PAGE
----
If things had gone the way Trey Burke wanted, he’d be suiting up in scarlet and gray in the visitor’s locker room tonight in Ann Arbor. Instead, he’ll be wearing the colors of the enemy. Columbus natives are taught at birth to shudder at the mere sight of maize and blue. That Burke wears the hues proudly verges on treasonous.
But the Benedict Arnold label doesn’t fit cleanly with Burke. It’s more like trying to fit a square peg into a round hole. A longtime teammate and best friend of Jared Sullinger, Burke was always the less heralded member of the ballyhooed Northland high school basketball teams that took the nation by storm.
He was a year younger, thus received less of the spotlight. Sullinger was destined for stardom at a young age, gifted with generous bloodlines and an equally impressive skillset, while JD Weatherspoon blossomed into a valued talent as he progressed through high school. Sullinger and Weatherspoon ended up at Ohio State (Weatherspoon transferred to Toledo after last season), helping lead the Buckeyes to back-to-back Big Ten championships and an appearance in the Final Four.
A three-star recruit, Burke first committed to Penn State during his junior season. He thought better of that after head coach Ed DeChellis fled Happy Valley for Navy in the very offseason following the Nittany Lions’ first NCAA Tournament berth in nearly a decade, an indication of how bad the support is for the basketball program. In came John Beilein, and, as they say, the rest is history.
While Burke was in high school, the lack of attention from Ohio State stung, especially since Buckeye assistants were a regular presence at his games.
“I could have saw myself going to Ohio State,” he said. “But, now that I'm here at Michigan and I've already learned the culture here, I feel like I’m in the right place.”
Few would dispute that claim after the first season and a half of Burke’s career. The former Ohio Mr. Basketball averaged 14.8 points, 3.5 rebounds, 4.6 assists and one steal during his rookie season that ended with Big Ten co-Freshman of the Year honors. Burke led Michigan in points, assists, blocks and steals. Not only that, he played a major part in the Wolverines winning a share of their first conference title in 26 years.
But year two has yielded even more impressive numbers – 18.2 points, 3.1 rebounds and 7.2 assists per game. He’s the engine of a powerful locomotive that generally fires on all cylinders. Third-ranked Michigan is averaging almost 80 points per game this season.
It’s those outputs that have Burke atop most national player of the year straw polls.
Due to his hometown roots, Buckeye Nation looks at Burke like he’s the one that got away. But in truth, Shannon Scott was a more highly touted point guard in high school, and the Buckeyes went after him early. Once Scott committed, they weren’t going to take another point guard in the class, especially with Aaron Craft already entrenched. Therein lies the mystery as to why Burke never received an offer from Ohio State.
“I understood that they had already had Aaron Craft and they were looking at Shannon Scott,” Burke said in January. “In high school, it fueled me. It made me work harder. But now, I feel like I’m in the best situation I could have been in. I’m happy here. It’s not personal anymore. Playing against them is going to be fun.”
It was Burke’s own nightmare in the teams’ first matchup this season. Not only did Ohio State hand Michigan its first loss of the season, the Buckeyes also denied the Wolverines an opportunity at their first No. 1 ranking in more than two decades. Michigan finally reached that plateau a few weeks later, but Saturday night’s loss at Indiana sent them tumbling once again.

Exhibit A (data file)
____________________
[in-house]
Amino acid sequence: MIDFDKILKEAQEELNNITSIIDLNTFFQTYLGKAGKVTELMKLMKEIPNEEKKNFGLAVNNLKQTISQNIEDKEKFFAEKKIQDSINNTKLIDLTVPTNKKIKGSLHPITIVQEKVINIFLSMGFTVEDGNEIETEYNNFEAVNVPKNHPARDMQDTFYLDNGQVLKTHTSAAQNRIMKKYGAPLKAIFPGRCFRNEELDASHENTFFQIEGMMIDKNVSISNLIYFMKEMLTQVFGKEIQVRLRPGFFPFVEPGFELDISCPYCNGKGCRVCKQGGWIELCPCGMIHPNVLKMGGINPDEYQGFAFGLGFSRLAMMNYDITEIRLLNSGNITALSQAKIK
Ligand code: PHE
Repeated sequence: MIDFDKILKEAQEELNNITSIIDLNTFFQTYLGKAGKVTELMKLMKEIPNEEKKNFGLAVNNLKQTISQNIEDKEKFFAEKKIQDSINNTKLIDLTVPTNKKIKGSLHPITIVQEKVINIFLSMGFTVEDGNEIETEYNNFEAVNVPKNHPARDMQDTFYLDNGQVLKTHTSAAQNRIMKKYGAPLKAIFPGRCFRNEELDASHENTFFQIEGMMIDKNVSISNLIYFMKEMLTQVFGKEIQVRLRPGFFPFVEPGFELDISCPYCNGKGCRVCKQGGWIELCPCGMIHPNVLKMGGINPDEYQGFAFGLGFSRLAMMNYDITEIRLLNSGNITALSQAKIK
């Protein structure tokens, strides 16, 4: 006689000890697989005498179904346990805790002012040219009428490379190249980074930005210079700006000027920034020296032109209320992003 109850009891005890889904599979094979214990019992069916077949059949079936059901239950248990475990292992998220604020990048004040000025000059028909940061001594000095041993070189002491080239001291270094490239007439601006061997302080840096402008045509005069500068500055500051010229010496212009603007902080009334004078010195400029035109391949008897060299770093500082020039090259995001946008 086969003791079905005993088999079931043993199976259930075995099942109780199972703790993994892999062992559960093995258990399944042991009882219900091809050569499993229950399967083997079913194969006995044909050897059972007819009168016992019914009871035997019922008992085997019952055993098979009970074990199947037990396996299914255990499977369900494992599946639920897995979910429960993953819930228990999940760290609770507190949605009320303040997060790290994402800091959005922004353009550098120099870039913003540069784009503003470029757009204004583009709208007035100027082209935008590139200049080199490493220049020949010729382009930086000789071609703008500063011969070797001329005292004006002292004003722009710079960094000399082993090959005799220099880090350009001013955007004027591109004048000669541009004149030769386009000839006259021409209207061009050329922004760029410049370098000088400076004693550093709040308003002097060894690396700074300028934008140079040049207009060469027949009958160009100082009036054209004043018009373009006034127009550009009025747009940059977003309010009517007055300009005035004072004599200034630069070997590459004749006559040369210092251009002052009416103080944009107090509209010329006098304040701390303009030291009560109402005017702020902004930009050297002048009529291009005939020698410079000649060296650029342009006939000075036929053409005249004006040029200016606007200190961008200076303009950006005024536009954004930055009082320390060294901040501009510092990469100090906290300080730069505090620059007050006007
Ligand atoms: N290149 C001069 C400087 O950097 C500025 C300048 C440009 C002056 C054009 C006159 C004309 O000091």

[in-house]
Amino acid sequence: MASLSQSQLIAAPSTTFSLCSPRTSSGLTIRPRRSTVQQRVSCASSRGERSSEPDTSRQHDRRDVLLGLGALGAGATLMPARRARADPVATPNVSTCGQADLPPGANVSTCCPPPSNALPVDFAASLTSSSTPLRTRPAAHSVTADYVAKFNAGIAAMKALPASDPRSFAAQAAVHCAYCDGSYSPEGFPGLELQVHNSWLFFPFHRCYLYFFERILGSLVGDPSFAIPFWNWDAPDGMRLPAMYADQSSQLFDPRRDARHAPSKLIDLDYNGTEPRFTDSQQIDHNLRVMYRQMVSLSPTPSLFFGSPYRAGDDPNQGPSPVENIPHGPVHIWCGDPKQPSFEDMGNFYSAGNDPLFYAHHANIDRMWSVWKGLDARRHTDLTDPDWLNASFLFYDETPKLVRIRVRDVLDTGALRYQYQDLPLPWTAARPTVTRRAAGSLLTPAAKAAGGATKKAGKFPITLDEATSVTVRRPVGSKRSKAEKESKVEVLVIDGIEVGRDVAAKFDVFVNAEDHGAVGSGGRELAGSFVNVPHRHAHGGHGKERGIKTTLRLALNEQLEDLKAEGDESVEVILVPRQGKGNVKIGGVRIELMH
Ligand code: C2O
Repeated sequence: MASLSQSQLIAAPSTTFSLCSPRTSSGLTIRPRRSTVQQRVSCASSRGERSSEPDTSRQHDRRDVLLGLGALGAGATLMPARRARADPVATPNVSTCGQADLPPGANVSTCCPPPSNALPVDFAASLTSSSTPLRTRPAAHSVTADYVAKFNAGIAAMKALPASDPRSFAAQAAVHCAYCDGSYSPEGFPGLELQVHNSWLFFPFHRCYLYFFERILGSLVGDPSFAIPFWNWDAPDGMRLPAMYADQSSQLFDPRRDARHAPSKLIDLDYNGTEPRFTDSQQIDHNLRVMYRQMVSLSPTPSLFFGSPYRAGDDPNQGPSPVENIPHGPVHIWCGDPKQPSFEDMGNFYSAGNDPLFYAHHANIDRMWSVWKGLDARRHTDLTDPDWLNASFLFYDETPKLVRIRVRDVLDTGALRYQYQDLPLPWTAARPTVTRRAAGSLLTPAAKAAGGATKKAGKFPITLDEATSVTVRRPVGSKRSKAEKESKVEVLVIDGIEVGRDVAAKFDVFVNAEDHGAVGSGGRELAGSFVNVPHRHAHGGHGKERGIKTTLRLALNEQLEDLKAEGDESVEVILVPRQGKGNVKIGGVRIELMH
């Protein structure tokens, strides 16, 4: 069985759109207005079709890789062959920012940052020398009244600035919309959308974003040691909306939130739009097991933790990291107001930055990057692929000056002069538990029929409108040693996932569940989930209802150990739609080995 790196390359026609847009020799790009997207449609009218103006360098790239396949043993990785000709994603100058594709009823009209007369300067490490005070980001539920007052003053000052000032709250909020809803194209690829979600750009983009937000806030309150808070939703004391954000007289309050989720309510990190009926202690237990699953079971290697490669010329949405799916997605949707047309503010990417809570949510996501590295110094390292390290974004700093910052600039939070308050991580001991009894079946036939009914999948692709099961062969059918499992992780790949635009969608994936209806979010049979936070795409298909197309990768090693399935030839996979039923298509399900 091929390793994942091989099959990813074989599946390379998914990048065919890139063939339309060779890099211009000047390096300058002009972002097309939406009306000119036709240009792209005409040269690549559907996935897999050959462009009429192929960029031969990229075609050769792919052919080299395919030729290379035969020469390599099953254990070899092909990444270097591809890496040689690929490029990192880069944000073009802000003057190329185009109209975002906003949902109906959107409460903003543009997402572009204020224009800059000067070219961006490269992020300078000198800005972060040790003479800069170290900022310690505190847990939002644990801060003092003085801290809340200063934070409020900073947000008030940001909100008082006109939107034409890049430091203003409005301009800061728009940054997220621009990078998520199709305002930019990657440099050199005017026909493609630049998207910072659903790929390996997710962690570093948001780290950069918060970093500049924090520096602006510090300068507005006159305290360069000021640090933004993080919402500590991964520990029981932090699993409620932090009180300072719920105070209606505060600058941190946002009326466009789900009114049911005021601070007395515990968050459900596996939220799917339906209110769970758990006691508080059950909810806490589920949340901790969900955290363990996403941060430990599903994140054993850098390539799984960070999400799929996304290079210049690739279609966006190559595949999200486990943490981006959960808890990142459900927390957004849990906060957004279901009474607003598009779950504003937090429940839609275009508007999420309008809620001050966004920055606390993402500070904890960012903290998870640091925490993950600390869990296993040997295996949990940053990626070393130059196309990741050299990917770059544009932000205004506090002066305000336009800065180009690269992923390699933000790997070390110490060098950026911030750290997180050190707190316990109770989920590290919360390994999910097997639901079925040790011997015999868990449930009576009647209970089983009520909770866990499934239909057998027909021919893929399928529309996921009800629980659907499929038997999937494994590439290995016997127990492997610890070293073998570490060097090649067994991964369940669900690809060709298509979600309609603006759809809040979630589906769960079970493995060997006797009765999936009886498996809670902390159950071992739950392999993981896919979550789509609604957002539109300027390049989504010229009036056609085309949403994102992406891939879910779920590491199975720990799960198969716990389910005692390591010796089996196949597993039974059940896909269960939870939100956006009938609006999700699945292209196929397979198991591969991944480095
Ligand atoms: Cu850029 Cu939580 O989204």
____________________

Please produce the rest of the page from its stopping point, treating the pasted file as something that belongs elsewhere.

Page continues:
“Michigan just took a loss, and they’re going to be ready to get after it,” Craft said. “We were their first loss. They’ll be ready.”
In a game that marked a homecoming for Burke, he would probably rather forget Jan. 13. A missed three-pointer that would have been a game-winner ping-ponged around the rim before popping back out. He finished with 15 points but shot the ball 13 times, and Craft put a dent in his efficiency, limiting Burke to four assists against four turnovers.
The head-to-head battle between Craft and Burke has almost become a game inside a game. So far, Craft has the upper hand. Ohio State fashions a 3-1 record against the Burke-led Wolverines. All three losses have included subpar performances from Burke that were havoc induced by Craft.
“Craft is as good as I’ve ever seen,” Beilein said. “He’s tremendous.”
It’s a sentiment Burke agrees with, but that doesn’t mean he shies away from facing the best.
“I love playing against him because he makes me better and he makes me work,” Burke said.
In four games against the Buckeyes, Burke has turned the ball over 20 times and scored just over 10 points per game. The defensive prowess of Craft is well-documented, but the art of his shutdown abilities against one of the nation’s most productive players offers a vision like no other. When Michigan is on offense, Craft doubles as Burke’s shadow.
Injecting too much energy into a personal rivalry also has possibly led to Burke’s lackluster play against the Buckeyes.
“It’s always in the back of your mind, but when you tend to make things personal in games like this, you tend not to play your best,” Craft said. “He’s still learning, he’s a sophomore.”
It was Craft’s sophomore year when he led Ohio State to within a blip of playing for the national championship. Might that ascent follow Burke and the Wolverines?
“Trey is a hard worker from a great family,” Craft said. “I’ve seen him be very successful at every level. We kind of grew up together and it’s great to see him have success.”
Burke would have enjoyed sharing that success with his childhood friend in his hometown. But now Craft is forced to hope Burke’s triumphs don’t come at the expense of Ohio State.